Without any way to evaluate the tapes for themselves, the public could only take the papers’ word for it, as the papers in turn took the word of the prosecution. Today, the logic is even more circular: in citing “Health and Safety” concerns to block the release of information about the case, the Met invokes the alleged extremity of the men’s behaviour to prevent outside scrutiny of that very claim.
A deeper understanding of Operation Spanner only began to take shape for me thanks to the archival instincts of members of the public. From the beginning, I’d been eager to locate a transcript of the trial itself, to fill in the negative space around the salacious tabloid pull quotes. In the UK, court transcripts can be commissioned by the public, from audio recordings provided by the court to accredited transcription firms. Unfortunately, the tapes in question had been destroyed seven years after the trial, as apparently is the norm for all but the most exceptional cases.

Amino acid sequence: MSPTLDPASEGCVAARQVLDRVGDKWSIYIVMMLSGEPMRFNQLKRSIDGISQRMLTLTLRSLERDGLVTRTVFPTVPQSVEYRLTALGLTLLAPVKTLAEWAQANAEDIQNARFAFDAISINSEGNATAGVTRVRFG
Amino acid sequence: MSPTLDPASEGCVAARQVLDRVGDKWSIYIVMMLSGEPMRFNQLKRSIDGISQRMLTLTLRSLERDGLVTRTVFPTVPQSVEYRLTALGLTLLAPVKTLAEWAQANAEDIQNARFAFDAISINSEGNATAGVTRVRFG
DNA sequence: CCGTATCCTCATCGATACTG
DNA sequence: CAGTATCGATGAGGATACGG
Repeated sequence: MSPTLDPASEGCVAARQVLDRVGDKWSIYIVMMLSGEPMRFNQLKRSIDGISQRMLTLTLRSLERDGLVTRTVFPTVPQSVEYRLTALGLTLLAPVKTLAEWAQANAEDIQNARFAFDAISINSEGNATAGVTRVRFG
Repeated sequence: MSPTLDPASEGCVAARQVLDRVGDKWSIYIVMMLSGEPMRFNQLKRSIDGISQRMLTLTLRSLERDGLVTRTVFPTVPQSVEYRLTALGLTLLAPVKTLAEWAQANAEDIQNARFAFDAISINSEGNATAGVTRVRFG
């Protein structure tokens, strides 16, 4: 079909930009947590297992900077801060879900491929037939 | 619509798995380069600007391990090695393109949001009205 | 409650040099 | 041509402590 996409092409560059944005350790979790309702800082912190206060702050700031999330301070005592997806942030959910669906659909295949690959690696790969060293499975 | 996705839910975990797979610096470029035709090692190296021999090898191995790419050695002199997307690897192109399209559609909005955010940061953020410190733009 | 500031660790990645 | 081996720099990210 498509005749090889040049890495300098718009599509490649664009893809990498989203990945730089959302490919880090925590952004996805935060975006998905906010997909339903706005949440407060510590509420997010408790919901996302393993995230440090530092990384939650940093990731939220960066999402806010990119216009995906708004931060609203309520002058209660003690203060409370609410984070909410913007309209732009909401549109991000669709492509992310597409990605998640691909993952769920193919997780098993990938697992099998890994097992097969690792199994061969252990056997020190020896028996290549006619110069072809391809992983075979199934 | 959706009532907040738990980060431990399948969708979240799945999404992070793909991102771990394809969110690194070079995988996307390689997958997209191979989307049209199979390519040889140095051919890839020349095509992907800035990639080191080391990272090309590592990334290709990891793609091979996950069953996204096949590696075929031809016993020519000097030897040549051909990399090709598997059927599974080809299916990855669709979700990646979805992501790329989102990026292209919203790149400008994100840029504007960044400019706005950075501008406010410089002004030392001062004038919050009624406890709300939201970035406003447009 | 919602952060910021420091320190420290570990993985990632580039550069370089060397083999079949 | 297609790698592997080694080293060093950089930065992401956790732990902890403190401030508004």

It was only while browsing the personal files of former Gay Times editor Colin Richardson, housed in the LGBTQ-focused Hall-Carpenter Archives, that I miraculously stumbled upon an unlabeled manila folder containing a copy of the transcript, which had been faxed to Richardson three decades earlier.
The transcript laid bare the facts of the case and threw into question the motivations of its architects. Just a few weeks into the investigation, on November 4th, 1987, several of the police’s targets willingly submitted to questioning, during which they explained the nature of their private, consensual SM group. Officers repeatedly enquired as to whether anyone was drugged or otherwise coerced into taking part, but could find no one who was. They also failed to find proof that the tapes had been distributed beyond the group, a prerequisite for obscenity prosecution. Nonetheless, the Obscene Publications Squad pressed on for a further three years, at an estimated cost of £2.5 million.